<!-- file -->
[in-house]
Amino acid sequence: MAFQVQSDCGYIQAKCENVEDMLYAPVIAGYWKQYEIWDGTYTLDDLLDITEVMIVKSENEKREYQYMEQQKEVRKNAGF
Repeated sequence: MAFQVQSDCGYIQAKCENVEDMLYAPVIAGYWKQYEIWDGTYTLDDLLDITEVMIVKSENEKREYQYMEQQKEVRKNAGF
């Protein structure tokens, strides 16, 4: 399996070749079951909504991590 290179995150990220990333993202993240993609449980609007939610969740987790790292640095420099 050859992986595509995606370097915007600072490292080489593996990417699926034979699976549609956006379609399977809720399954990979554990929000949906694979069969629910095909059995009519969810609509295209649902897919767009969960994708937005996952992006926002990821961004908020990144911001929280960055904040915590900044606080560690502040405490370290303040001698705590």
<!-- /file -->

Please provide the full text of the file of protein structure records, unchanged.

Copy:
[in-house]
Amino acid sequence: MAFQVQSDCGYIQAKCENVEDMLYAPVIAGYWKQYEIWDGTYTLDDLLDITEVMIVKSENEKREYQYMEQQKEVRKNAGF
Repeated sequence: MAFQVQSDCGYIQAKCENVEDMLYAPVIAGYWKQYEIWDGTYTLDDLLDITEVMIVKSENEKREYQYMEQQKEVRKNAGF
């Protein structure tokens, strides 16, 4: 399996070749079951909504991590 290179995150990220990333993202993240993609449980609007939610969740987790790292640095420099 050859992986595509995606370097915007600072490292080489593996990417699926034979699976549609956006379609399977809720399954990979554990929000949906694979069969629910095909059995009519969810609509295209649902897919767009969960994708937005996952992006926002990821961004908020990144911001929280960055904040915590900044606080560690502040405490370290303040001698705590």